Jürgen Moltmann is a German theologian notable for his incorporation of insights from liberation theology and ecology into mainstream trinitarian Christian theology. He was Professor of Systematic Theology at the University of Tübingen in Germany.
This article appeared in The Christian Century, December 20-27, 2000, pp. 1328-1329. Copyright by The Christian Century Foundation; used by permission. Current articles and subscription information can be found at www.christiancentury.org. . This material was prepared for Religion Online by Ted and Winnie Brock.
Christian theology does not belong solely in the circle of people who are “insiders.” It belongs just as much to the people who feel that they are “outside the gate,” for the atheist cannot get away from God whose existence they must deny in order to be atheists.
All who believe and think about what they believe are theologians. The theology of all believers is the foundation for every academic theology. But does that mean that Christian theology can be nothing other than a self-related "doctrine of faith," to echo the title Schleiermacher gave his modern theology? Does it mean that only people who are "believers" or "born again" can study and understand theology, and that they understand it because they are already in agreement with it from the outset?
Now, faith is of the essence for Christian theology, because theology does not purpose to be a theory about the Absolute, devoid of any determining subject, and the rebirth to a living hope is the subjective opening up of God’s new future for the world. But that still does not have to mean that theology is only there for believers. God is not just a God of believers. He is the Creator of heaven and earth, and so he is not particularist, in the way that human belief in him is particularist; he is as universal as the sun which rises on the evil and the good, and the rain which falls upon the just and the unjust, and gives life to everything created (Matt. 5:45).
A theology solely for believers would be the ideology of a Christian religious society, or an esoteric mystery doctrine for the initiated. It would be in utter contradiction to the universal God-ness of God, and his public revelation as the God of Israel and the Father of Jesus Christ. It is not theology that has an absolute claim. What does have that claim is the one God, about whom theology talks in human terms. Neither the tolerance required of human beings, nor the situation of the multifaith society in which Christians exist today, can narrow down the universal offer of the gospel, and the eschatological invitation to the new creation of all things through God.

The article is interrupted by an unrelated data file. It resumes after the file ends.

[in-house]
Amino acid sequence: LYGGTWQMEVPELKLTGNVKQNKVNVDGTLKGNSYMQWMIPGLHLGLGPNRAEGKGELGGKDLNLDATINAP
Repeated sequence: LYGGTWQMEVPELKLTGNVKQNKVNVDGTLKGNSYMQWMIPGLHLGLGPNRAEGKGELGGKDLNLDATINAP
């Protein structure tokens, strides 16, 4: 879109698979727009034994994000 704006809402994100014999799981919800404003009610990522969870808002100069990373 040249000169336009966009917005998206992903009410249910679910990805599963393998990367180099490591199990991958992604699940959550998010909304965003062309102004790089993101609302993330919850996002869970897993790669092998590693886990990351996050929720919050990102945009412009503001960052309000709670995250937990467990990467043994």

Ever since the 17th century, Pietist movements have repeatedly set up the ideal of a theologia regenitorum, a theology of the regenerate -- the reborn -- in which personal conversion was made the precondition for theology, and theology was turned into a sectarian in-group mentality. But this withdrawal into the devout self and the self-endorsing conventicle abandoned "the wicked world" to its godlessness, and was at odds with the gospel’s missionary universalism. The withdrawal of Christian presence and theology from society’s public institutions may -- as it claims to do -- preserve the purity of Christian identity, but it surrenders the relevance of the Christian message. This Christian relevance is not self-related. It is related to God’s kingdom and his righteousness and justice.
What the church is about is something more than the church. The church is about life in proximity to the kingdom of God, and about the experience and praxis of the justice and righteousness of that kingdom. So Christian theology also has to do with more than Christian self-presentation in public life. It has to do with the presentation of public life against the horizon of God’s coming kingdom. Christian theology is theologia publica. It is public theology for the sake of the kingdom. So it must be aligned and think not just intratextually, but also correlatively too. It has to be both "in accordance with scripture" and contextual.
In resisting the limitation of theology to believing Christians, we therefore ask: Is not every unbeliever who has a reason for his atheism and his decision not to believe a theologian too? Atheists who have something against God and against faith in God usually know very well whom and what they are rejecting, and have their reasons. Nietzsche’s book The Antichrist has a lot to teach us about true Christianity, and the modern criticism of religion put forward by Feuerbach, Marx and Freud is still theological in its antitheology.